Cuomo Sets Special Election for Grimm Seat on May 5

New York Governor Andrew Cuomo (L) and former New York Rep. Michael Grimm (R) NEW YORK, NY - OCTOBER 29. (Photo by Andrew Burton/Getty Images)

New York Governor Andrew Cuomo (L) and former New York Rep. Michael Grimm (R) NEW YORK, NY – OCTOBER 29. (Photo by Andrew Burton/Getty Images)

Gov. Andrew Cuomo today bowed to a federal judge’s order and declared a vacancy in the Staten Island and Brooklyn-based seat of former Congressman Michael Grimm—setting up for a special election on May 5.

Mr. Cuomo had resisted officially recognizing Mr. Grimm’s resignation and the vacancy it left, which would automatically trigger a vote for a new representative within 70 to 80 days. But—in response to a suit brought by a group of Staten Islanders—Eastern District Court Judge Jack Weinstein declared on Monday that governors do not have the power to leave New Yorkers without a voice in the House of Representatives without good reason, and demanded Mr. Cuomo set a date for the special election by today. If not, the judge said he would set it for him.

Mr. Cuomo criticized the decision yesterday as unnecessarily costly, but said he would obey it and set up the special to coincide with a vote to fill the seat of Brooklyn Assemblyman Karim Camara, who is stepping down to join the governor’s administration.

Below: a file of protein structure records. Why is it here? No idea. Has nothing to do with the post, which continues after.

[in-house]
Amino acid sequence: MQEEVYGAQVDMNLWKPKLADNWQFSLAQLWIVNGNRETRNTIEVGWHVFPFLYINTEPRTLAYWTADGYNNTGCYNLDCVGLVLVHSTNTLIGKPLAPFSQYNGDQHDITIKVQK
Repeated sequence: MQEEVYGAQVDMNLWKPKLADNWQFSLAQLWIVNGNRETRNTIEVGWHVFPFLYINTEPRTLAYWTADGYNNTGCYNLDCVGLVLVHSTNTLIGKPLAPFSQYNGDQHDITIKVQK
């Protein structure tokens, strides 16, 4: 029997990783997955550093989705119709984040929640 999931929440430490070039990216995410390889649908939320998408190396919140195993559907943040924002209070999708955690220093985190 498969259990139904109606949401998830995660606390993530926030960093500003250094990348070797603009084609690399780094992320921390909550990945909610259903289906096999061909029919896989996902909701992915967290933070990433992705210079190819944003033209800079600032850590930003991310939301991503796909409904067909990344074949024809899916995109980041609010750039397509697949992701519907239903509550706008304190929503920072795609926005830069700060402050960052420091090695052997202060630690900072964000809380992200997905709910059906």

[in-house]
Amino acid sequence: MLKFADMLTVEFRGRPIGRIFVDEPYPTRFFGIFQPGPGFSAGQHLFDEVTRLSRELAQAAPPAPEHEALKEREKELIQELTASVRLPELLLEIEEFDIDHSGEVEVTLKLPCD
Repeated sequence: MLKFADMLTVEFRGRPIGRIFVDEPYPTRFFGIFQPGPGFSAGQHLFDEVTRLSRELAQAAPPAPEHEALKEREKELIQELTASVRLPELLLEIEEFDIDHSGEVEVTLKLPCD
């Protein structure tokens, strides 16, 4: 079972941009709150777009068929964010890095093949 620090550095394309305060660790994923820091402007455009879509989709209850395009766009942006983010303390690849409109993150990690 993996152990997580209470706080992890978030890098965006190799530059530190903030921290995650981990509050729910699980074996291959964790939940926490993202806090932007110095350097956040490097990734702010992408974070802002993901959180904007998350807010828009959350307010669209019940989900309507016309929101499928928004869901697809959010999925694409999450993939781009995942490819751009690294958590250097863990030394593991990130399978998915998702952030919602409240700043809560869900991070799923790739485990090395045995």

“From their point of view, taxes don’t matter, spend, spend, spend,” he told the Observer at an unrelated event.

“Hopefully there’s an efficiency in running two special elections for the New York City Board of Elections, but that’s what it’s going to be,” he said.

There is no geographic overlap between the two districts, and it is not clear how having both special elections concurrently will save money.

In special elections, the local party establishments pick the candidate, rather than an open primary process. Staten Island District Attorney Daniel Donovan, a Republican, is heavily favored to succeed Mr. Grimm. The Democratic Party has yet to select its contender.

Mr. Grimm stepped down last month after pleading guilty to a federal felony charge of tax evasion.